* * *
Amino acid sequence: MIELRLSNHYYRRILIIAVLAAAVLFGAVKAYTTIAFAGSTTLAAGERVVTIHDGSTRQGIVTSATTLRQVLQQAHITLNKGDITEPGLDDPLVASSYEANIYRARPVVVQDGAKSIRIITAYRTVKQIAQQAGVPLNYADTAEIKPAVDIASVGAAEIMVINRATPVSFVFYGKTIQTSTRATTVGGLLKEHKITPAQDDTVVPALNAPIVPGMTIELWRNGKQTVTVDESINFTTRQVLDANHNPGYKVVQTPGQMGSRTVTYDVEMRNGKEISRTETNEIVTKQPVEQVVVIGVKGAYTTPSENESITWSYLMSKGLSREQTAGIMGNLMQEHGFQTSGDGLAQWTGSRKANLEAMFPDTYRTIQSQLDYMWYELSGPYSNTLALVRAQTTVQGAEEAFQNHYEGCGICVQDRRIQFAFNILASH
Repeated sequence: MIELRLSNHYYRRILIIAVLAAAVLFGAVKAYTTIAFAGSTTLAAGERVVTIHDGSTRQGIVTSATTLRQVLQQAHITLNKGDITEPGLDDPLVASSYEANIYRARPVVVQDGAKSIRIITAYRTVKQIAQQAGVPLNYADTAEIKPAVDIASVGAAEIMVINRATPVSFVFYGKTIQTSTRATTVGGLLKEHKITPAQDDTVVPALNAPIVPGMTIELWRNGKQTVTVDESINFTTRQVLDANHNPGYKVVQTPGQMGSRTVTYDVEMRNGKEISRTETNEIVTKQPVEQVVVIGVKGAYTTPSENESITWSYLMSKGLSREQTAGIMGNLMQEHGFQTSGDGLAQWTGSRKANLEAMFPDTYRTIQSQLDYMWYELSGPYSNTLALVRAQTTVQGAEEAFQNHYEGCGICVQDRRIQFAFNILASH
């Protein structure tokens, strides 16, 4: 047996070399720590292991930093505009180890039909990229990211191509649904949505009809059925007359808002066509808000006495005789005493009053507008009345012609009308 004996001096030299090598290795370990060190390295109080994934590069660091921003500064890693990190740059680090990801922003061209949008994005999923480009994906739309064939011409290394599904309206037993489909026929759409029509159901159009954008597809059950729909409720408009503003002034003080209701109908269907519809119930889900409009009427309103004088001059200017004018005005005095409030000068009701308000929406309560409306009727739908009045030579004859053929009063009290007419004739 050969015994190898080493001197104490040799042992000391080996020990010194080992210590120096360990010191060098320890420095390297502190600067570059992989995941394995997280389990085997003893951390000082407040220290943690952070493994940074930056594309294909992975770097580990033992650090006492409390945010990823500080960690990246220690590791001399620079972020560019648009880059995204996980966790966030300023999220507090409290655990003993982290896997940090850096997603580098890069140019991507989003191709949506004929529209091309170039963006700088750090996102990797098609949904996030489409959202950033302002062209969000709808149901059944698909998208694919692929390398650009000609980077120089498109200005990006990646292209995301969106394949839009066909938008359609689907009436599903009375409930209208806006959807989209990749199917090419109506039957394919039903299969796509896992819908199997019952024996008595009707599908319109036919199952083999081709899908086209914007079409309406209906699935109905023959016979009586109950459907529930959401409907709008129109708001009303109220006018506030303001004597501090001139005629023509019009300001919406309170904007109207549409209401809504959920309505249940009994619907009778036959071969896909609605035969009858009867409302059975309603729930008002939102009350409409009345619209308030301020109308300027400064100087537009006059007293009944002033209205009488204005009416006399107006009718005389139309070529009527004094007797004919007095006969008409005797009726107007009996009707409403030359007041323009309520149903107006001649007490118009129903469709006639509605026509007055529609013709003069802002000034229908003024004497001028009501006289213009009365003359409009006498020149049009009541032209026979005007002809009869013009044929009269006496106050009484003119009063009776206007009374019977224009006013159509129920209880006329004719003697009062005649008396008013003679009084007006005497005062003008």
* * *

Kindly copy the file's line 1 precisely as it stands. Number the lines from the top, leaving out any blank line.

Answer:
Amino acid sequence: MIELRLSNHYYRRILIIAVLAAAVLFGAVKAYTTIAFAGSTTLAAGERVVTIHDGSTRQGIVTSATTLRQVLQQAHITLNKGDITEPGLDDPLVASSYEANIYRARPVVVQDGAKSIRIITAYRTVKQIAQQAGVPLNYADTAEIKPAVDIASVGAAEIMVINRATPVSFVFYGKTIQTSTRATTVGGLLKEHKITPAQDDTVVPALNAPIVPGMTIELWRNGKQTVTVDESINFTTRQVLDANHNPGYKVVQTPGQMGSRTVTYDVEMRNGKEISRTETNEIVTKQPVEQVVVIGVKGAYTTPSENESITWSYLMSKGLSREQTAGIMGNLMQEHGFQTSGDGLAQWTGSRKANLEAMFPDTYRTIQSQLDYMWYELSGPYSNTLALVRAQTTVQGAEEAFQNHYEGCGICVQDRRIQFAFNILASH